PspF-binding domain PspA1-144 and the PspA·F complex

New insights into the coiled-coil-dependent regulation of AAA+ proteins

authored by
Hendrik Osadnik, Michael Schöpfel, Eyleen Heidrich, Denise Mehner, Hauke Lilie, Christoph Parthier, H. Jelger Risselada, Helmut Grubmüller, Milton T. Stubbs, Thomas Brüser

Phage shock protein A (PspA) belongs to the highy conserved PspA/IM30 family and is a key component of the stress inducible Psp system in Escherichia coli. One of its central roles is the regulatory interaction with the transcriptional activator of this system, the σ54 enhancer-binding protein PspF, a member of the AAA+ protein family. The PspA/F regulatory system has been intensively studied and serves as a paradigm for AAA+ enzyme regulation by trans-acting factors. However, the molecular mechanism of how exactly PspA controls the activity of PspF and hence σ54-dependent expression of the psp genes is still unclear. To approach this question, we identified the minimal PspF-interacting domain of PspA, solved its structure, determined its affinity to PspF and the dissociation kinetics, identified residues that are potentially important for PspF regulation and analyzed effects of their mutation on PspFin vivo and in vitro. Our data indicate that several characteristics of AAA+ regulation in the PspA·F complex resemble those of the AAA+ unfoldase ClpB, with both proteins being regulated by a structurally highly conserved coiled-coil domain. The convergent evolution of both regulatory domains points to a general mechanism to control AAA+ activity for divergent physiologic tasks via coiled-coil domains. PspA is the regulator of the AAA+ protein PspF, the transcriptional activator of the psp system in Escherichia coli. The crystal structure of the PspF-binding domain of PspA indicates a conserved architecture of PspA-like proteins, and data from mutational analyses suggest that PspF regulation might be more complex than previously thought. Similarities to the M-domain of the AAA+ disaggregase ClpB point to convergently evolved characteristics in AAA+ regulation.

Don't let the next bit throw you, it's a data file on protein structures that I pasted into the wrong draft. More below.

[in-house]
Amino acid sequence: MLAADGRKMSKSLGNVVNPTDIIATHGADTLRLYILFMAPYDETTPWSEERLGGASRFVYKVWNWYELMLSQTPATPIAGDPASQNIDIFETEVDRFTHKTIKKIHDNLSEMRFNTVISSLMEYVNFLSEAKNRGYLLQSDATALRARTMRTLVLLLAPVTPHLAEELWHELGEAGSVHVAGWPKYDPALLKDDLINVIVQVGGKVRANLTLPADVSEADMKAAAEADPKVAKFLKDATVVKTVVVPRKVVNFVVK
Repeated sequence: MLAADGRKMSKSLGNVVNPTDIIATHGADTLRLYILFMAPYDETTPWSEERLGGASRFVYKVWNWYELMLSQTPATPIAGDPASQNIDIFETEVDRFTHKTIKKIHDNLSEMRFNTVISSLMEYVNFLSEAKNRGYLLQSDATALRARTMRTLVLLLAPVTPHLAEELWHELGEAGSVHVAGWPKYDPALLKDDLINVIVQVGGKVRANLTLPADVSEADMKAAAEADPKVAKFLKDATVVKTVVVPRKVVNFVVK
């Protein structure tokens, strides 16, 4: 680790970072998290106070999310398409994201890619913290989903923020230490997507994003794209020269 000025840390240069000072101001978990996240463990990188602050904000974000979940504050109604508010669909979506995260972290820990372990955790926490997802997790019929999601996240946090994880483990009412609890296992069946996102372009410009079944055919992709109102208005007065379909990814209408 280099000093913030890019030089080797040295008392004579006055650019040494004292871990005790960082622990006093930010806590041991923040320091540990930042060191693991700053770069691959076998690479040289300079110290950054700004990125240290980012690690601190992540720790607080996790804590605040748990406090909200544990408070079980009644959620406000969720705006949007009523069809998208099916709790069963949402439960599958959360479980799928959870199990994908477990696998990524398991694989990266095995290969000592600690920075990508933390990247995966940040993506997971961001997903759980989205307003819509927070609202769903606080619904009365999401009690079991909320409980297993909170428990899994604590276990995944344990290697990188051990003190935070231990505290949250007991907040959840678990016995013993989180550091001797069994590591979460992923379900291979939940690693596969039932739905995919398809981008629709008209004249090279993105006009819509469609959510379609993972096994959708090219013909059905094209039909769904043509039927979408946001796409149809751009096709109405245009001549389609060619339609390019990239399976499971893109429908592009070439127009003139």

Institute of Microbiology
External Organisation(s)
University of California at San Francisco
Martin Luther University Halle-Wittenberg
Max Planck Institute for Biophysical Chemistry (Karl Friedrich Bonhoeffer Institute)
Leibniz Institute of Surface Engineering (IOM)
Molecular Microbiology
No. of pages
Publication date
Publication status
Peer reviewed
ASJC Scopus subject areas
Microbiology, Molecular Biology
Electronic version(s) (Access: Open)